Guest speaker Quay Hanna visits for MLK day

by Olivia La Bianca

Online Editor

Quay Hanna, a speaker, consultant, and writer from Strasburg, PA, visited Messiah College on Tuesday as the college’s MLK Day chapel speaker.

His message focused on his own experiences transitioning from a man with racist and prejudiced views to an advocate for equality, social justice, and the pursuit of a unified church. Using the book Why Are All the Black Kids Sitting Together at the Cafeteria? by Beverly Daniel Tatum and several Bible passages as references, he asked about “the temptation to sit with people like you”. Hanna said this mentality is prevalent in the church.

“Is this what the church should look like?” he asked. “Should it be segregated and homogenous? It shouldn’t. We should unify around trust in Jesus, and skin color doesn’t affect that.”

He also honored local civil rights hero, James Jones. Jones was the first black quarterback to play in the Rose Bowl. His success in football, Hanna said, affected race relations in a positive way. “He works in a junior high school helping at-risk kids make it through school. He shows no partiality. He loves his neighbor as himself.”

Hanna was initially invited at the suggestion of last year’s speaker, Dr. Terence Roberts, who is a supporter of Hanna’s work. Hanna has given a lot of MLK speeches at colleges like Lebanon Valley and Shippensburg.

He is also the first white MLK chapel speaker Messiah College has hosted for a while. With the possibility of skepticism or negative feedback from the student body, Hanna addressed the college with humor tinged with earnestness. “In case you haven’t noticed, I’m white,” he said. He then called upon Dr. King’s own words: “I love his quote: ‘Someday our children will be judged not by the color of their skin but by the content of their character.’ Would he have envisioned a middle-aged white guy commemorating him? No, but I think it’s exactly what he would want.” Hanna said that he has not met with any negative feedback thus far.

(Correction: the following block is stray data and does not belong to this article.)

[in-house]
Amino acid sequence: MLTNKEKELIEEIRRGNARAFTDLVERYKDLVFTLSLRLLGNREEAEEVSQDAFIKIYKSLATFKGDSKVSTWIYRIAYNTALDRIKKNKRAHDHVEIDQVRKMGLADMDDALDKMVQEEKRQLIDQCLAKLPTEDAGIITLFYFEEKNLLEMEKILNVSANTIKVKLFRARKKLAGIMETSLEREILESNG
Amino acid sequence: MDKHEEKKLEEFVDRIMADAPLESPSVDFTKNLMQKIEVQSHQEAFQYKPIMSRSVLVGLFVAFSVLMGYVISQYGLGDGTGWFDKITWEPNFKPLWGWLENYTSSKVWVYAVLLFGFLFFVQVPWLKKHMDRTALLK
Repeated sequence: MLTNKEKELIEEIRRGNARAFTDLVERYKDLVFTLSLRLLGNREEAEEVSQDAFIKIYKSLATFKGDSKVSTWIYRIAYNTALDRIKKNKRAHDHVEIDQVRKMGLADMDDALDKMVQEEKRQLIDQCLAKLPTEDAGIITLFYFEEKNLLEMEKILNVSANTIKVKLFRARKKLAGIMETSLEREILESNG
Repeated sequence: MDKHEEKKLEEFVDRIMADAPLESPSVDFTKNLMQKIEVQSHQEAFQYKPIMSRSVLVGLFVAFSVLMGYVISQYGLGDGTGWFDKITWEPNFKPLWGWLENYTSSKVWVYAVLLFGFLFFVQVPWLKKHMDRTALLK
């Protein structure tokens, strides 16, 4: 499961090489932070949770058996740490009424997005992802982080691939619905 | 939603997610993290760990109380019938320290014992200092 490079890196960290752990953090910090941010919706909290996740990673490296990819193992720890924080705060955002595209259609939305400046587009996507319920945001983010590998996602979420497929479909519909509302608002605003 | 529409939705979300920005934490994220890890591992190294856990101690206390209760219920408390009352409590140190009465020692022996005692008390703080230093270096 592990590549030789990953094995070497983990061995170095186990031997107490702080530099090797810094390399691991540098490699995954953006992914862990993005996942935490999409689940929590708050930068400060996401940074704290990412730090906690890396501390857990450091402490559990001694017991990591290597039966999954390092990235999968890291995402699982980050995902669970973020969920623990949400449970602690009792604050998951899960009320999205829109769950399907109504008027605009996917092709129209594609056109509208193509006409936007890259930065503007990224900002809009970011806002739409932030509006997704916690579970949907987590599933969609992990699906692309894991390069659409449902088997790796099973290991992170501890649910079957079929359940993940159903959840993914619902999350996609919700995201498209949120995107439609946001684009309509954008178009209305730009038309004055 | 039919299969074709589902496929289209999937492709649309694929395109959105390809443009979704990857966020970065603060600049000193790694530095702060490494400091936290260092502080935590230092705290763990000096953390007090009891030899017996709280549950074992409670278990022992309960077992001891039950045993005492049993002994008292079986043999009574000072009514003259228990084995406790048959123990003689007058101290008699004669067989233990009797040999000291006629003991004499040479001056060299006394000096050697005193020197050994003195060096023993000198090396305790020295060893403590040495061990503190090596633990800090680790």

In an interview with the Pulse, Hanna gave his own testimony and explained what MLK Day meant to him. “[King] did something incredible, and it took a very special man to do it. But he was not without flaws, sins. I like that people don’t shy away from his failures, but also don’t miss the fact that he was critical at this hinge-point in American history. I love speaking for King day, and I think it’s a very powerful statement when a white person does it. To me, it kind of shows how it’s come full circle in some ways.”

As far as what MLK Day should mean to the church and to Messiah students, Hanna focused on explaining the value of impartiality and community. “I meet to talk with 15-year-old black females from the city, and a lot of times people say: ‘You have nothing in common with them’. That’s what you’re missing. You don’t have to connect completely or know everything, because the bottom line is that people want to talk to you about their lives. If you express interest, you’d be shocked by how many bridges you can cross …. You just need to open the door for people to have conversations with you, and you build from there.”

If you are interested in learning more about Quay Hanna, you can visit his website here.

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